Baroness Valerie Amos; first black woman cabinet minister and joint first black woman peer and recently appointed Leader of the House of Lords, the third woman in history to lead the upper house of Parliament.  Baroness Amos is one of three black peers that sit in the House of Lords.  She was created a life peer in 1997. Prior to her appointment as Secretary of State for International Development, Baroness Amos was appointed Parliamentary Under-Secretary for Foreign & Commonwealth Affairs in June 2001 with responsibility for Africa, the Commonwealth, the Caribbean, Overseas Territories, Consular Issues and FCO Personnel. Born in March 1954 in Guyana, Valerie Ann Amos began her career in local government, working in various London boroughs from 1981 to 1989. She was educated at Townley Grammar School for Girls before completing a degree in sociology at Warwick University in 1976, a master’s degree in cultural studies from Birmingham University in 1977 and doctoral research at University of East Anglia.

Ottobah Cugoano, Political activist and abolitionistwas born was born around 1757 in the village that today is Ajumako, Ghana.  At the age of about 13, he was kidnapped and sold into slavery. At one point he saw the exact price he fetched: ‘a gun, a piece of cloth, and some lead.’  From Cape Coast Castle, he was taken by ship to the West Indies. After several years of enslavement there, his master brought him to England. The late 1780s found him working as a house servant in London.  Just as abolition organising got under way in 1787, he published a book, ‘Thoughts and Sentiments on the Evil and Wicked Traffic of the Slavery and Commerce of the Human Species’. It is believed that Olaudah Equiano collaborated with him on this work, which attacked the colonial conquest of the Americas as well as slavery. It went through at least three printings in 1787 and was translated into French. In 1791, Cugoano travelled to ‘upwards of fifty places’ in Britain promoting a revised and condensed edition, contributing his voice and first-hand personal testimony to the campaign against the slave trade.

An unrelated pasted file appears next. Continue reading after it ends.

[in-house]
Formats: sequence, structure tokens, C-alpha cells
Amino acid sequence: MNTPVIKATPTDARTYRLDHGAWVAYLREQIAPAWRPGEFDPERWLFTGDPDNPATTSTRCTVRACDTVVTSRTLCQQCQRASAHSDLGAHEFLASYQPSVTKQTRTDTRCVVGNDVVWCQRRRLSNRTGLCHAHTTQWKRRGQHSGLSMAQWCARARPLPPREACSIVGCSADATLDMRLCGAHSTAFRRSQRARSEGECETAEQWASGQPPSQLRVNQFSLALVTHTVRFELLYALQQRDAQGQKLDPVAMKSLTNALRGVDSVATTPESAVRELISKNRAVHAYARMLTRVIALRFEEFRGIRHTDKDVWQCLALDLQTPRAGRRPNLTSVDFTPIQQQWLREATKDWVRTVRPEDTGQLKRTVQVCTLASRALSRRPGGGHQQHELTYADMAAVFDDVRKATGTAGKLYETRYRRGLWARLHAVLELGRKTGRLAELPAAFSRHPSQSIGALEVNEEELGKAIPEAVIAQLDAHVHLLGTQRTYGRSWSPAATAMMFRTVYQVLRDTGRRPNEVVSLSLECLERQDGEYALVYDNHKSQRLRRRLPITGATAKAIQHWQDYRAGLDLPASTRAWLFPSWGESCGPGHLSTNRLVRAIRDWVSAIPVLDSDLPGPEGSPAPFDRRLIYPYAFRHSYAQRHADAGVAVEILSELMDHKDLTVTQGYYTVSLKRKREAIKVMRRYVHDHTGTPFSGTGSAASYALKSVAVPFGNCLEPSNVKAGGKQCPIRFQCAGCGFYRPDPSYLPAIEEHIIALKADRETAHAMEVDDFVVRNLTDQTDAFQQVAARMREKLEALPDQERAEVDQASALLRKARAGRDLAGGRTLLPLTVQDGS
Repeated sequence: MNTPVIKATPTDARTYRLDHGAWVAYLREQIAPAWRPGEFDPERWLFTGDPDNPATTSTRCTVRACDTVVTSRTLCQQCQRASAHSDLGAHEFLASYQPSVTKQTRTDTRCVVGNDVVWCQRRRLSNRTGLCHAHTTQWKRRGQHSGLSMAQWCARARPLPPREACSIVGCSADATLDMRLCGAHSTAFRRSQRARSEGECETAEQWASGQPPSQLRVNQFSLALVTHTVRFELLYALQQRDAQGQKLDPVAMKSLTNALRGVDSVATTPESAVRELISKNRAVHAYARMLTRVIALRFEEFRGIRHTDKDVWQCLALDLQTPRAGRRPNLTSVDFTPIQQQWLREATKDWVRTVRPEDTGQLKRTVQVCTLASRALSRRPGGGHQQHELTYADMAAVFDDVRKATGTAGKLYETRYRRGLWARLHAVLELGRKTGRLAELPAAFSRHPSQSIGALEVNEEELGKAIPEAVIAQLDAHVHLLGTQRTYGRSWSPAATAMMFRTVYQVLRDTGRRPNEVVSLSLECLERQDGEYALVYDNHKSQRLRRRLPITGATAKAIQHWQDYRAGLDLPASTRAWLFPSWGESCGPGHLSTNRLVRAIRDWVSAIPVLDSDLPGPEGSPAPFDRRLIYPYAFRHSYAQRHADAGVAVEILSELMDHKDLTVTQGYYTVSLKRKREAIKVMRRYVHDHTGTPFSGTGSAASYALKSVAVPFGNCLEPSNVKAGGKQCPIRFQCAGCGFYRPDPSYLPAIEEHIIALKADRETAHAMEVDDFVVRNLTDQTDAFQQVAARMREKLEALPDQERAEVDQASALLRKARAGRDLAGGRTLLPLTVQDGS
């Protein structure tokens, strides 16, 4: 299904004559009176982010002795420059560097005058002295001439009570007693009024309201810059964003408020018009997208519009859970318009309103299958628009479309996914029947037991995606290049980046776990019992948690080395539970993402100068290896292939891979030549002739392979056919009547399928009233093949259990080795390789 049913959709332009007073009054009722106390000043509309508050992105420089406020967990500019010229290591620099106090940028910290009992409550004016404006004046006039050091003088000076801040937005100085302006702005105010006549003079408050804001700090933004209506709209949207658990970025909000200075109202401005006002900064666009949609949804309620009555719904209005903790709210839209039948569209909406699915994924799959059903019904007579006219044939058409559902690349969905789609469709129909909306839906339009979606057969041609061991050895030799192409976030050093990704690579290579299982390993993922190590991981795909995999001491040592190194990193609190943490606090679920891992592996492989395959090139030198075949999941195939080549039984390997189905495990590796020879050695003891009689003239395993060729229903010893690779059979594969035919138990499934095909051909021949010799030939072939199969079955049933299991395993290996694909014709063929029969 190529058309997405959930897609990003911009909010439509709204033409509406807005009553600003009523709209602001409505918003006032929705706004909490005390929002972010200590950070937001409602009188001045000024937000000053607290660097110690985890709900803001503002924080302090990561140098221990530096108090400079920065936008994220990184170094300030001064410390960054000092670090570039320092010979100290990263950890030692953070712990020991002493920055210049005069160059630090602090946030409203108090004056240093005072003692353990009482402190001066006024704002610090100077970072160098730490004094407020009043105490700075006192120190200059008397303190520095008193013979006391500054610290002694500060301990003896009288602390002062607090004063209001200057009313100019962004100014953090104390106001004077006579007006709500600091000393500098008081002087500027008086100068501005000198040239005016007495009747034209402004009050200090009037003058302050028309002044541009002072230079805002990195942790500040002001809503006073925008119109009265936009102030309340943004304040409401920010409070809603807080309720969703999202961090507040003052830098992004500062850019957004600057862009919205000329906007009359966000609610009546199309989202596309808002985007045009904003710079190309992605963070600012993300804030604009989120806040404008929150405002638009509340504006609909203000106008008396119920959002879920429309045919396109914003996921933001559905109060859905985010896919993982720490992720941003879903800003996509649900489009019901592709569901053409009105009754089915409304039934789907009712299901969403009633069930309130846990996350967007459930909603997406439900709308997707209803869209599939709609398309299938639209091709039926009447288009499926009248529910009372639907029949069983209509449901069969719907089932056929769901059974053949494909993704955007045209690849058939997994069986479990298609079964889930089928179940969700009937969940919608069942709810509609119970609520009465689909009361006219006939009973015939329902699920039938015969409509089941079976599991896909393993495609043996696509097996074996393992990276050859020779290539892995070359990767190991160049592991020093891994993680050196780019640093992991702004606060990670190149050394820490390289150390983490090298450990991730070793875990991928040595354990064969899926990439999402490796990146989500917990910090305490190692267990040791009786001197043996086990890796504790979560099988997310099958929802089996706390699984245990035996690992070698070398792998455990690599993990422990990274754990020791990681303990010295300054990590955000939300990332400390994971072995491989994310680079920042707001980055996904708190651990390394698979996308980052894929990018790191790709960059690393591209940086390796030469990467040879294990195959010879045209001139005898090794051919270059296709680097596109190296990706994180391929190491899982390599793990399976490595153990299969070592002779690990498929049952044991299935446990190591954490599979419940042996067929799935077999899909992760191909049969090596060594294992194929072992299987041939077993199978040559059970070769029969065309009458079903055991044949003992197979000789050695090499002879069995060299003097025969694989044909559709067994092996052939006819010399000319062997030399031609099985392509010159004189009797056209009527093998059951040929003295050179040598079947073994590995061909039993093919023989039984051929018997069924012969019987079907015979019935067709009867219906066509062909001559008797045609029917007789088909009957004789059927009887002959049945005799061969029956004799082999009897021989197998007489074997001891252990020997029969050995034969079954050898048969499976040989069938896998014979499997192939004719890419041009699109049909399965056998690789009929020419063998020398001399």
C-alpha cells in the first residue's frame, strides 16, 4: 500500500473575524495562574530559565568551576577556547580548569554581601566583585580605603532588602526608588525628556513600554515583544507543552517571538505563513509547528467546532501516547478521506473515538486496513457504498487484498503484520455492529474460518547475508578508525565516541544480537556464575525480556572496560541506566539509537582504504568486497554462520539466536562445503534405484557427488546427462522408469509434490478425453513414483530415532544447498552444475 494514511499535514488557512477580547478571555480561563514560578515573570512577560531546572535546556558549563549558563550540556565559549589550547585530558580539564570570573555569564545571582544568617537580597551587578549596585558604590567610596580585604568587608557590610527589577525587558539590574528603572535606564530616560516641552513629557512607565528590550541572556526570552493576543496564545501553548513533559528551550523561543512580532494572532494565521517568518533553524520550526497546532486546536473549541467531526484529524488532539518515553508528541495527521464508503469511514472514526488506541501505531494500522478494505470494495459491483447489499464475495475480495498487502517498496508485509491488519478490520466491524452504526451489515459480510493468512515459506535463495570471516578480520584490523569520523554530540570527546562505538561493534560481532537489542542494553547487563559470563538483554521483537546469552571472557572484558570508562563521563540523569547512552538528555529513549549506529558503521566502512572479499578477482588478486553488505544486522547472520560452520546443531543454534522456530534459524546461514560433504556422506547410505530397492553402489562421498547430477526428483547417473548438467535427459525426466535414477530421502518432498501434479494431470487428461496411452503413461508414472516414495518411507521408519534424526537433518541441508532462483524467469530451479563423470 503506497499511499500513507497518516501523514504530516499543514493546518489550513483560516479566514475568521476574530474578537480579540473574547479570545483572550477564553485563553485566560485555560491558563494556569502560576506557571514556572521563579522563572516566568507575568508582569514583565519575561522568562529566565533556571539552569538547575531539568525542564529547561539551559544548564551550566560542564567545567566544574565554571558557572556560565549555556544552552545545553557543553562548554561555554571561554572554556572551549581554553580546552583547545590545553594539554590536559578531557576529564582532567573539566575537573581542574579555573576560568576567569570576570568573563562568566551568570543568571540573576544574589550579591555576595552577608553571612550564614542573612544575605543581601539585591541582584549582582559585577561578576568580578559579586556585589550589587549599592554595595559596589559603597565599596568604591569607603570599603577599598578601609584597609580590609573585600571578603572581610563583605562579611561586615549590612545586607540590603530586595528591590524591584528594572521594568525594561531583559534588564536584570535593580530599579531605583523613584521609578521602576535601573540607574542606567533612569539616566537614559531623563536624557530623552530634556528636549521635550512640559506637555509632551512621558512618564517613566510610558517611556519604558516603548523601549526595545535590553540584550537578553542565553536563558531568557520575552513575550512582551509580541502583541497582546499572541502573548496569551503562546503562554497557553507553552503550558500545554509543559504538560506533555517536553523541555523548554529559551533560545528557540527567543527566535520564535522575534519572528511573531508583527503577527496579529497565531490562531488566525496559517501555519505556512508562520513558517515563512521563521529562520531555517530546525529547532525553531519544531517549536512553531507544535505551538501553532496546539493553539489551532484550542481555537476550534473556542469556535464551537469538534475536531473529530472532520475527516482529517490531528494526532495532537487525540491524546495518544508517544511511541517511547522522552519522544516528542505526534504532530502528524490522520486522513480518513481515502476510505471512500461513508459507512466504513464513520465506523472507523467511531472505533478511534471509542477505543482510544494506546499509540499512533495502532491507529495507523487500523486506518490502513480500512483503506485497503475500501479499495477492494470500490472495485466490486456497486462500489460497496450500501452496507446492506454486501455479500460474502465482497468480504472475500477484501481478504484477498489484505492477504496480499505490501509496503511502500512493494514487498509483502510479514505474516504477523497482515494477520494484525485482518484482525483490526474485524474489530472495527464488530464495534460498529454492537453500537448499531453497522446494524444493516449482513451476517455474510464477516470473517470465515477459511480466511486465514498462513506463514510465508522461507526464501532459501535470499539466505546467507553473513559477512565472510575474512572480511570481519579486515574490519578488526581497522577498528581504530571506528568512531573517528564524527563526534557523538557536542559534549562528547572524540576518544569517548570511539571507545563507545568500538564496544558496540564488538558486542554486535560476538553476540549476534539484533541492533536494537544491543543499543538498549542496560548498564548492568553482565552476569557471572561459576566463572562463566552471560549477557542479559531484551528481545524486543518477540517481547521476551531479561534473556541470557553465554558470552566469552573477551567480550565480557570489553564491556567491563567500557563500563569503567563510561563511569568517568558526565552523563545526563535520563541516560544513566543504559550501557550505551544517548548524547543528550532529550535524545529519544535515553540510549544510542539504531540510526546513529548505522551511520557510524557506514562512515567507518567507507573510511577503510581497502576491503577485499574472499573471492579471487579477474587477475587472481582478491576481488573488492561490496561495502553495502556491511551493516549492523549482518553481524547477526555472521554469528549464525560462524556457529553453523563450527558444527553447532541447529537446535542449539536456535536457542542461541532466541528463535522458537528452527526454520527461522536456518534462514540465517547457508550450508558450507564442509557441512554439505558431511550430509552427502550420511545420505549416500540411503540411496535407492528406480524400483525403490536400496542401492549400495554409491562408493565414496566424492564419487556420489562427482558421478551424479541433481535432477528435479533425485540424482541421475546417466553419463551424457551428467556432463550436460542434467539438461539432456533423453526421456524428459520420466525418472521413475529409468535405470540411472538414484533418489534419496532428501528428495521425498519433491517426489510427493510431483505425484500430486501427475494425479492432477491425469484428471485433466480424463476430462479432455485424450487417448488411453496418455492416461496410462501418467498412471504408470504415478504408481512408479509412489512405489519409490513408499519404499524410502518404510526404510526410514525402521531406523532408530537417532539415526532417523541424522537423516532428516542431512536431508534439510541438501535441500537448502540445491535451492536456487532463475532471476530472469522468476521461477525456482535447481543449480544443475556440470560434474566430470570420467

Robert Wedderburn was born on a plantation in Jamaica in 1762.  In the 18th century, he along with many people of African descent played an important role in developing the political and cultural life of Britain, especially in the area of politics. His mother was a slave; his father was his mother’s slave master. As a child, Wedderburn witnessed both his mother and his grandmother being whipped. His father was James Wedderburn, a ‘respected’ member of Edinburgh society. Robert Wedderburn was very politically active and was one of many radical thinkers of the time and attended meetings to discuss political ideas. These meetings were also attended by a Government spy and Wedderburn was arrested for his views and spent time in prison. In 1824 he published a book called The Horrors of Slavery. He described the connections between the evils of slavery and the life of the working classes in Britain and campaigned for people’s rights and freedom of speech.

Dennis Emmanuel Brown (February 1 1957 – July 1 1999) was a Jamaican reggae singer.  When Dennis died from respiratory disease in 1999, the reggae world knew what it had lost.  Although he spawned many imitators, there was only one Dennis Brown.   During his prolific career, which began in the late 1960s at the age of eleven, he made his first hit, “No Man Is An Island”, followed by “If I Follow My Heart”, both giving birth to albums of the same title.  Although his voice then was childlike, his phrasing revealed a marked maturity.  He recorded more than 75 albums and was one of the major stars of lovers rock, a sub-genre of reggae.  Bob Marley cited Brown as his favorite singer, dubbing him “The Crown Prince of Reggae”, and Brown would prove hugely influential on future generations of reggae singers. 

Here ends your history lesson for this month.


Log on for more CULTURE CORNER next month and remember…  

“Faith and prayer are the vitamins of the soul; man cannot live in health without them.”

Mahailia Jackson 

(October 26 1911 – January 27 1972)


“Til next month – Everyting Bless.”